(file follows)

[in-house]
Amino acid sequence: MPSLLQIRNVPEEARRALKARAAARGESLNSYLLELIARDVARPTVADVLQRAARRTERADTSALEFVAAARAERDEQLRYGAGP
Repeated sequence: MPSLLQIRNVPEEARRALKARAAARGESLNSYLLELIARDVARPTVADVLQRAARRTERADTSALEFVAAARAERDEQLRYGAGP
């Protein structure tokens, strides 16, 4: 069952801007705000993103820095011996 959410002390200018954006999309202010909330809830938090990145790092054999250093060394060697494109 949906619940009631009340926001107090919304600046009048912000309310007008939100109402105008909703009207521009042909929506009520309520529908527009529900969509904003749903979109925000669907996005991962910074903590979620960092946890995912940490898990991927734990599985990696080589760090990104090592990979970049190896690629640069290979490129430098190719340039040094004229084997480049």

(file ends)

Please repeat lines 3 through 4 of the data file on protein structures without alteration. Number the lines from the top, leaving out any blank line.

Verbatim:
Repeated sequence: MPSLLQIRNVPEEARRALKARAAARGESLNSYLLELIARDVARPTVADVLQRAARRTERADTSALEFVAAARAERDEQLRYGAGP
């Protein structure tokens, strides 16, 4: 069952801007705000993103820095011996 959410002390200018954006999309202010909330809830938090990145790092054999250093060394060697494109 949906619940009631009340926001107090919304600046009048912000309310007008939100109402105008909703009207521009042909929506009520309520529908527009529900969509904003749903979109925000669907996005991962910074903590979620960092946890995912940490898990991927734990599985990696080589760090990104090592990979970049190896690629640069290979490129430098190719340039040094004229084997480049």